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Development effort scores victory

Times Staff Writer

Magic still seems to have his touch.

At a time when many sources of financing for real estate projects are drying up, a fund co-founded by former Lakers guard Earvin “Magic” Johnson has banked $1 billion for commercial developments in urban neighborhoods.

Canyon-Johnson Urban Fund is expected to announce today that its third round of financing, which eclipses the combined $900 million total of its two predecessor funds, will make possible more than $4 billion in new development and upgrades of property in the country’s largest metropolitan markets.

“The potential for continued revitalization in ethnically diverse communities is nearly limitless,” Johnson said.

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The fund is a partnership between Johnson and Beverly Hills-based Canyon Capital Realty Advisors. Among the projects Canyon-Johnson has completed: the construction of a retail and apartment complex in Hollywood and the replacement of Chicago’s old police headquarters with condos and shops.

The need to upgrade urban centers is growing fast, said Bobby Turner, managing partner of the fund. The country’s population is rising at a rate of 3 million annually, 90% of whom will be immigrants or people of color. Many of them head to urban centers with large minority populations.

“Demand for affordable housing and community-serving retail is only going to increase,” Turner said. The continuing global credit crunch will limit the ability of some developers to get financing and further aggravate the gap between supply and demand, he predicted.

Investors in the Canyon-Johnson fund aren’t deterred by the national real estate slump, Turner said. “We were able to impress on our investors that we are not investing for the next two or three years; we are investing for the next decade.”

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Investors in Canyon-Johnson -- including the California Public Employees’ Retirement System, the University of Michigan and Verizon Communications Inc. -- can profit when projects that the fund undertakes are sold. For example, Canyon-Johnson and a partner, New Pacific Realty, paid about $100 million for the AT&T; Center, formerly Transamerica Center, in downtown Los Angeles in 2003, upgraded the property and sold it for more than $200 million.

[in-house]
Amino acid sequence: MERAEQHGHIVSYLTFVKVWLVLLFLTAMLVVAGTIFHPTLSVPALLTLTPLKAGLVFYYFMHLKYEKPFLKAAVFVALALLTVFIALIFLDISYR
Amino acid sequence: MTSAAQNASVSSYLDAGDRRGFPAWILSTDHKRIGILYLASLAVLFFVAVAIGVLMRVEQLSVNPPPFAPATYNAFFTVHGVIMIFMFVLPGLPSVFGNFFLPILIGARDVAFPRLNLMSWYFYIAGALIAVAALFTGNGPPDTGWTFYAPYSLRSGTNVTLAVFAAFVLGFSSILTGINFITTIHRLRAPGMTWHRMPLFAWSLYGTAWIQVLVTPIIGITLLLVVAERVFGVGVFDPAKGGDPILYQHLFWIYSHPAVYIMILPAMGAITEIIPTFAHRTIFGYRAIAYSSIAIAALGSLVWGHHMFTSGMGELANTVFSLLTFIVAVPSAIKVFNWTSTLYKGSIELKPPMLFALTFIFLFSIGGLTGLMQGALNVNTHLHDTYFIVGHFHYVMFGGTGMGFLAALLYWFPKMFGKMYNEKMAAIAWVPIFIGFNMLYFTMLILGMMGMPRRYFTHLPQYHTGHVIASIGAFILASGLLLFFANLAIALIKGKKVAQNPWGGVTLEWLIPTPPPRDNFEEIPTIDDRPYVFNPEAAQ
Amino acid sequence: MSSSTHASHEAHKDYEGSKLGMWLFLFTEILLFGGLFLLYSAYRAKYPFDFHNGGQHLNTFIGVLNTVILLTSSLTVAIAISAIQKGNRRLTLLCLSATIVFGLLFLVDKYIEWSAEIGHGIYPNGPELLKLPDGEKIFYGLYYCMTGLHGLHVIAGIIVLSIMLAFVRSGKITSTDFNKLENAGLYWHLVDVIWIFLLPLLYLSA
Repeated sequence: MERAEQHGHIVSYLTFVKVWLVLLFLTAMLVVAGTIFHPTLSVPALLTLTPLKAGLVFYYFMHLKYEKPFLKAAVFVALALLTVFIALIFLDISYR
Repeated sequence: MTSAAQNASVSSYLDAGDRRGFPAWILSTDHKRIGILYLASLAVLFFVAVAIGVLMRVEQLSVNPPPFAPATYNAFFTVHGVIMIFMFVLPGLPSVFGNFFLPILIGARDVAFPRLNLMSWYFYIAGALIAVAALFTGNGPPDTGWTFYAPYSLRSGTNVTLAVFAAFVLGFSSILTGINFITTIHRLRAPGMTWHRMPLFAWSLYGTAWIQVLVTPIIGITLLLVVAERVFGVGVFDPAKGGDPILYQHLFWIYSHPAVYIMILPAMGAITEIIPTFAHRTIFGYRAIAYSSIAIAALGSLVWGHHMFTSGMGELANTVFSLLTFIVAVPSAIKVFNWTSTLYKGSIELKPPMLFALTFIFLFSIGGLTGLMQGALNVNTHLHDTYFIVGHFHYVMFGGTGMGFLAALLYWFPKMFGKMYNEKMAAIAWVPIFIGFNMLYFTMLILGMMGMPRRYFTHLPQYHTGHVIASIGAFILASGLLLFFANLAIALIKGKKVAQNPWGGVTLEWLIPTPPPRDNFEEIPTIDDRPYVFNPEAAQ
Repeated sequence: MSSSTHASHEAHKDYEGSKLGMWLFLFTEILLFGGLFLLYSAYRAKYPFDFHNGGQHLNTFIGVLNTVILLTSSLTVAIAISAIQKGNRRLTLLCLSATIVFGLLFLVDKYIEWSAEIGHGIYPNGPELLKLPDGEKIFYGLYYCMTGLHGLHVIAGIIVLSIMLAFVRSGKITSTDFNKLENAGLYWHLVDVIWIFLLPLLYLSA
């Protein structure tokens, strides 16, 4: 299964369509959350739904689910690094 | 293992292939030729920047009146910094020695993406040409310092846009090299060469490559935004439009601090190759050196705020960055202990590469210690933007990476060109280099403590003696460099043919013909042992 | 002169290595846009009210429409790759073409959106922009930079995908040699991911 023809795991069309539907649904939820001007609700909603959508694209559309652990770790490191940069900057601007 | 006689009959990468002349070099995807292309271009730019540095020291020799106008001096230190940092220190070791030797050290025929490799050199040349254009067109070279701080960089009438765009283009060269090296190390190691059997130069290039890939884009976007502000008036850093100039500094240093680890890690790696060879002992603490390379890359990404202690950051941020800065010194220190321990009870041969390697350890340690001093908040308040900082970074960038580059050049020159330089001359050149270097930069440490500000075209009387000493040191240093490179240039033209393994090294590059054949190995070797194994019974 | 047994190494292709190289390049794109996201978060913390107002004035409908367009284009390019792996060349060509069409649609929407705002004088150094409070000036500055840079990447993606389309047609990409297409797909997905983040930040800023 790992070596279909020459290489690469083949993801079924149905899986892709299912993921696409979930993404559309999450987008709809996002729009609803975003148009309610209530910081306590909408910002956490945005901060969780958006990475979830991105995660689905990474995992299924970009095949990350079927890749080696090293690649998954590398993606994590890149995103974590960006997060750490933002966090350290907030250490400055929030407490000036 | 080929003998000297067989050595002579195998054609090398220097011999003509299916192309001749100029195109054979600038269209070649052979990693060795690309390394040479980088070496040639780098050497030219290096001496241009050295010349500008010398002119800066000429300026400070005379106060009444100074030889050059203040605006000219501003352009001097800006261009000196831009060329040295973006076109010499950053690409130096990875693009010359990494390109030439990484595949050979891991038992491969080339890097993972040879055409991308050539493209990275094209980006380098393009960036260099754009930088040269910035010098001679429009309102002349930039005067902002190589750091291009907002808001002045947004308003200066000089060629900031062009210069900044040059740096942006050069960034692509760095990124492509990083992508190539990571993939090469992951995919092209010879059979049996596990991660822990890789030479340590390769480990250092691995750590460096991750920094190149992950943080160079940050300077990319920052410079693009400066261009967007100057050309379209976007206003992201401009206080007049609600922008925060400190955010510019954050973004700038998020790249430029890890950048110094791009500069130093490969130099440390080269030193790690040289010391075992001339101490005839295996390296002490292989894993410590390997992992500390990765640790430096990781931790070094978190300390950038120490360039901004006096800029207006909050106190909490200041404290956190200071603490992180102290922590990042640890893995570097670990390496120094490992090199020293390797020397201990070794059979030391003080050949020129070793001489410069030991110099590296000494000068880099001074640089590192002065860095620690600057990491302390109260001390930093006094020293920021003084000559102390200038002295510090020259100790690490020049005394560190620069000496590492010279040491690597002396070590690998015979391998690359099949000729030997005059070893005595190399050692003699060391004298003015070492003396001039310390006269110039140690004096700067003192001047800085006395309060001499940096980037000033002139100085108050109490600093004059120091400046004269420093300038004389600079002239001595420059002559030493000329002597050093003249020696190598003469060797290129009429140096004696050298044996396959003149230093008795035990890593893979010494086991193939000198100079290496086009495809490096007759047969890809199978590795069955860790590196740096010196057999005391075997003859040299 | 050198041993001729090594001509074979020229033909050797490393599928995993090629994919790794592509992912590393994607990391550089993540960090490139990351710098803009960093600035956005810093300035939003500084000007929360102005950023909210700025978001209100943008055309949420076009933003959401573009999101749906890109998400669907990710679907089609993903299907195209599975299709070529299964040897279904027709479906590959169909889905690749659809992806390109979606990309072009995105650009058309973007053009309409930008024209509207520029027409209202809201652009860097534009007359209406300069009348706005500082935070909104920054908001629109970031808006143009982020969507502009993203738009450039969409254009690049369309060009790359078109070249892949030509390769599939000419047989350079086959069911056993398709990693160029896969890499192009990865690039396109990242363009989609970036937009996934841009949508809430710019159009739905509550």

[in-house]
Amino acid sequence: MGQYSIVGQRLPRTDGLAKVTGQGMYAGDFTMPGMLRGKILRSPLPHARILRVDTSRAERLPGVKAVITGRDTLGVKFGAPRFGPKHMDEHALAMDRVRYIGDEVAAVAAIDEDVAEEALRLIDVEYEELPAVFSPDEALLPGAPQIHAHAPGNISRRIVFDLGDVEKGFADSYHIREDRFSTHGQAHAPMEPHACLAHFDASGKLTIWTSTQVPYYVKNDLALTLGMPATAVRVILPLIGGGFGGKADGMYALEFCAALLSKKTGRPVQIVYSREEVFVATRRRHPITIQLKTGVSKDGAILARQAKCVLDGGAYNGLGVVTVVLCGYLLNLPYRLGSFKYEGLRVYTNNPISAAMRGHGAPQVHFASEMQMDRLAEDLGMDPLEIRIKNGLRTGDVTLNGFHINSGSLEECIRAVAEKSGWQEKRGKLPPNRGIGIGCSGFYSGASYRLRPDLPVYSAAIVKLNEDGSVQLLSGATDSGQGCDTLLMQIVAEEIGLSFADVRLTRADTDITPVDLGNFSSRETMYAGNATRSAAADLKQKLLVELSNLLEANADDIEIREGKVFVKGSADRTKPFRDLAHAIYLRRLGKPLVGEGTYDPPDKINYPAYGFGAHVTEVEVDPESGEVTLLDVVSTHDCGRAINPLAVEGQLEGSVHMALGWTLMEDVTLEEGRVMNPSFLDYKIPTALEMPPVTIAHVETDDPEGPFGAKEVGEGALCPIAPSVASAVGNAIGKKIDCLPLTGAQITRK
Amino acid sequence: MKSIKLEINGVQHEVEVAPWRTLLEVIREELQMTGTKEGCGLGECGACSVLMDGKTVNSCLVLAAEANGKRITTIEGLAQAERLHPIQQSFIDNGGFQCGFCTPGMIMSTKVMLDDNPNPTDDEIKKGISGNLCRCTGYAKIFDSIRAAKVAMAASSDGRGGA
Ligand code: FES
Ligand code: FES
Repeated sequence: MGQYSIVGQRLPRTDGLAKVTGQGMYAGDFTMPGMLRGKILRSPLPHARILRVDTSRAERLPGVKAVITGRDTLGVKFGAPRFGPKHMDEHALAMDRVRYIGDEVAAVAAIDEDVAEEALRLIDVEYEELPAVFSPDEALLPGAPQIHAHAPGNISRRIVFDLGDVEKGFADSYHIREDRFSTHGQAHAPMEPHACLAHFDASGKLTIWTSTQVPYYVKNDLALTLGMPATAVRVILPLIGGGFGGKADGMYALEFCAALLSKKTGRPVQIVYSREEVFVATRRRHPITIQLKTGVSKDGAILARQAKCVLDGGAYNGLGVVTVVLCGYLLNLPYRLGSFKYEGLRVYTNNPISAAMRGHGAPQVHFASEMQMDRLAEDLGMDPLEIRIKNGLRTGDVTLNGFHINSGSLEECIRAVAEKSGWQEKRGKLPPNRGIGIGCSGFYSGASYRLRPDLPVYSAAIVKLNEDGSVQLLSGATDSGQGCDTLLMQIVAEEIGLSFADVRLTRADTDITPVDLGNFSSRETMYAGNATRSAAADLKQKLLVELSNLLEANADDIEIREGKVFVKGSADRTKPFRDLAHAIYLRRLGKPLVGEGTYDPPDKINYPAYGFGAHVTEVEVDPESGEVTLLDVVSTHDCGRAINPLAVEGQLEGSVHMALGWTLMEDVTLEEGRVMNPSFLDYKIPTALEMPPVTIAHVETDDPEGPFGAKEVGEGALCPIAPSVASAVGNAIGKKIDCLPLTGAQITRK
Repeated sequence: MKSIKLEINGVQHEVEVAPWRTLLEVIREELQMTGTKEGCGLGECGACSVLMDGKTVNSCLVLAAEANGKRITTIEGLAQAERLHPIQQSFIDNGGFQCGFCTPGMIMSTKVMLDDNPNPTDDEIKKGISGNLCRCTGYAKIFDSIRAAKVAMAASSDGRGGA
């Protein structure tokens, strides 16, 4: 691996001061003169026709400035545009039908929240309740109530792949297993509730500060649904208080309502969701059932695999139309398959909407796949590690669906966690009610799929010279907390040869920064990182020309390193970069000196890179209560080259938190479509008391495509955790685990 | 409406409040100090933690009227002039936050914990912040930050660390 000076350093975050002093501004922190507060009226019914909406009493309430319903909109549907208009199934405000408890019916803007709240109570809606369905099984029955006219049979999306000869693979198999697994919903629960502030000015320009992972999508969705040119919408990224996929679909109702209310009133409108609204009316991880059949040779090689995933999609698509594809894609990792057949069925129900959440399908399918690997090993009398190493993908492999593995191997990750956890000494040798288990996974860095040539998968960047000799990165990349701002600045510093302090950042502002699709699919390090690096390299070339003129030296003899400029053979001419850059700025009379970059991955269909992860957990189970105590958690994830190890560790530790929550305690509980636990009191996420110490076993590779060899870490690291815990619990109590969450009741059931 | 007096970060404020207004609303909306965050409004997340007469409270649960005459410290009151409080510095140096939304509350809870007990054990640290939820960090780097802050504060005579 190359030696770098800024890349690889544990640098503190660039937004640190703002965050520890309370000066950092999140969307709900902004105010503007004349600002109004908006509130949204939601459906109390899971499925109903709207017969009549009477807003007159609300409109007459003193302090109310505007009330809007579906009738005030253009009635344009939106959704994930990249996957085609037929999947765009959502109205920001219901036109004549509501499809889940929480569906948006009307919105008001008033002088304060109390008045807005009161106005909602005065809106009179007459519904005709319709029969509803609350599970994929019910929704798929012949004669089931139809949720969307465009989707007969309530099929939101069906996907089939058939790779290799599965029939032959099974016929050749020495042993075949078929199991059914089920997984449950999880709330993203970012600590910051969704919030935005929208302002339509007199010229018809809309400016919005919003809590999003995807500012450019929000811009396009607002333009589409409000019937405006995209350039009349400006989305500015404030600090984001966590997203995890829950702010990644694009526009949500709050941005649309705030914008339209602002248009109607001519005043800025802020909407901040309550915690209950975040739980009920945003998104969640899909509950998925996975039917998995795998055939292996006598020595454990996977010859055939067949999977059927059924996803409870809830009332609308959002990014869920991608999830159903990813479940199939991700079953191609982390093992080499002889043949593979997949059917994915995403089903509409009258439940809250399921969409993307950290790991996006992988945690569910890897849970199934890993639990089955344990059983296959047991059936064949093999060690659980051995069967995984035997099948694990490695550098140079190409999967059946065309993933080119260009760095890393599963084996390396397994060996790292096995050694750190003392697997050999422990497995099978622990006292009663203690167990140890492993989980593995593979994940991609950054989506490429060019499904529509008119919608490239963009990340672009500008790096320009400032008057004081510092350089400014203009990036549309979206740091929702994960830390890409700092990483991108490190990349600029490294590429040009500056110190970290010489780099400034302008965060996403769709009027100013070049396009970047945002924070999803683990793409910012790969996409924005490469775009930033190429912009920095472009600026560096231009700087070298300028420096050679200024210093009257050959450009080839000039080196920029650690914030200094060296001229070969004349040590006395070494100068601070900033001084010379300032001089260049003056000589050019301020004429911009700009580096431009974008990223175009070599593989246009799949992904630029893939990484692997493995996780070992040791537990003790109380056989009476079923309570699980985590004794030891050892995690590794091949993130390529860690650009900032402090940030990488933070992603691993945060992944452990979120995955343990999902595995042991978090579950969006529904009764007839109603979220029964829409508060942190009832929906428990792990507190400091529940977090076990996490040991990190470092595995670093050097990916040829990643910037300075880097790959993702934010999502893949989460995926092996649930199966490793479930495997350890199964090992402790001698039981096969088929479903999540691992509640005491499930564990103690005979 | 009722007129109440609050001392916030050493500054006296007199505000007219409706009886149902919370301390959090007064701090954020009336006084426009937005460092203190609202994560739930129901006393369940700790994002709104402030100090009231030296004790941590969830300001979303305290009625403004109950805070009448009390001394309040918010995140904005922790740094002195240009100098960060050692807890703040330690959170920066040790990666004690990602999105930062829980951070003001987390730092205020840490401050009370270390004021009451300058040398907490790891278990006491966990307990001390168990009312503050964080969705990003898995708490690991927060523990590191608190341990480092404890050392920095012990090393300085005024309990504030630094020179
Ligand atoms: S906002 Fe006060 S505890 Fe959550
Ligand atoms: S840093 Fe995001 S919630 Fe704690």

New York’s pension fund has invested in all three Canyon-Johnson funds, city Comptroller William C. Thompson Jr. said.

“We have expanded our investments into real estate and we thought they represented an excellent opportunity to invest in a fund targeting urban centers and also generate a good return,” Thompson said. “They were pioneers in urban investment.”

Johnson, a former NBA star known for his enthusiasm and flash on the court, has been a key partner in the fund’s money-raising and community outreach efforts. He also brings to the table his network of corporate partnerships with Loews Cineplex Entertainment Corp. (Magic Johnson Theatres), Starbucks Corp., Burger King Corp., 24 Hour Fitness Worldwide Inc. and Washington Mutual Inc., which has set up home-loan centers in low-income neighborhoods.

Johnson said he listened closely to residents in neighborhoods where the real estate funds he represented were invested. “We don’t just go in and build what we want,” he said.

Locals have asked for such services as bookstores, coffee bars and home furnishing shops. “These are often not found in our community,” Johnson said.

In Milwaukee people asked for a Wal-Mart, and at a shopping center in Houston the neighbors wanted a police substation.

Canyon-Johnson is also committed to making its projects environmentally friendly, Turner said. The fund has helped pay for $2 billion worth of green development, he said, including a $70-million residential and retail tower in downtown Nashville.

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It was the first green residential high-rise in the Southeast preapproved by the United States Green Building Council.

“Being green is not only the right thing to do environmentally but the smart thing to do financially” because it saves money on power, water and other costs, Turner said.

Nashville Mayor Karl Dean keeps a basketball autographed by Johnson in his office, said Paul Ney, director of economic and community development, “but he is more delighted that a group of savvy investors elected to invest in our downtown revitalization efforts.”

Other cities where Canyon-Johnson has invested include Atlanta, Baltimore, Chicago, Las Vegas, San Diego and Washington. Two or three major projects are under consideration in Los Angeles, Johnson said, though he declined to offer specifics because negotiations were still underway.

“We will always invest money in L.A.,” he said. “This is home.”

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roger.vincent@latimes.com


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